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Health & Parenting

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Interventions Can Cut Kids' TV Screen Time

Less Screen Time May Result in Lower Rates of Childhood Obesity, Resarchers Say

Kids, TV, and Obesity

Victor C. Strasburger, MD, chief of the division of adolescent medicine at the University of New Mexico, Albuquerque, says that too much TV time affects risk of weight gain and obesity in many ways. He co-authored a policy statement in the same issue of the journal.

“When you are watching seven hours a day of media, you are not outside playing, and you are seeing a lot of ads for junk foods and fast food, “ he says. “You are also snacking more and your sleeping habits are affected so you sleep less, which is also associated with risk of obesity.

“If your child has a TV set or Internet connection in their bedroom or if you let your teens go to bed with their iPad or cellular phone, that child is not going to get enough sleep and their risk for obesity goes up dramatically,” Strasburger says.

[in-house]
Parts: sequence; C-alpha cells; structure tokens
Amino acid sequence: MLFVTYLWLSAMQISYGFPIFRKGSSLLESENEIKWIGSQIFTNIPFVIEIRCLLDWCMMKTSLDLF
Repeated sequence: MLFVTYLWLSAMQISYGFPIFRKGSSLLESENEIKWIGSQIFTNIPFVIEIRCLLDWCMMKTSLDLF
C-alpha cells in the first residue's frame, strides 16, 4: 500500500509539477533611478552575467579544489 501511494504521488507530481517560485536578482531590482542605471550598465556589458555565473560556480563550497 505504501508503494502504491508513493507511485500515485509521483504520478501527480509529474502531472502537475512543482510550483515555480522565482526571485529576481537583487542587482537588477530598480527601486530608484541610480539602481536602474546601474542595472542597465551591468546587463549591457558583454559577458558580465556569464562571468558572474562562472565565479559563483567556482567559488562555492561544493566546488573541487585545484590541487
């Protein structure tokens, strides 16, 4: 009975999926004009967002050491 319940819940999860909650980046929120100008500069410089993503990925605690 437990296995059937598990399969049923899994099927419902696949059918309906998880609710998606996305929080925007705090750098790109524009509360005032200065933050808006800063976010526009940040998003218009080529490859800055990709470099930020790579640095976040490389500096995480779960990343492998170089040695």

No Magic Bullet

Scott Kahan, MD, co-director of the George Washington University Weight Management Program in Washington, D.C., says that he is not surprised the study interventions had only a moderate effect on TV viewing habits.

But even this modest reduction is important, he says. “We can’t expect any magic bullet to solve the problem of childhood obesity whether a special diet, exercise plan, or intervention aimed at decreasing TV time, there’s no single thing that will solve this multifaceted problem.

“There is a strong connection between screen time and gaining weight and being overweight as well as a number of other unhealthy behaviors even if you don’t end up gaining excess weight,” Kahan says.

“Sitting in front of the TV watching children’s TV shows exposes kids to so much branding and fast food advertising,” he says. “This primes peoples’ foods preferences and choices and will cause weight gain over time.”

Replacing these ads with commercials for healthy food would be helpful, as would regulations to decrease aggressive junk food advertising to children, Kahan says.

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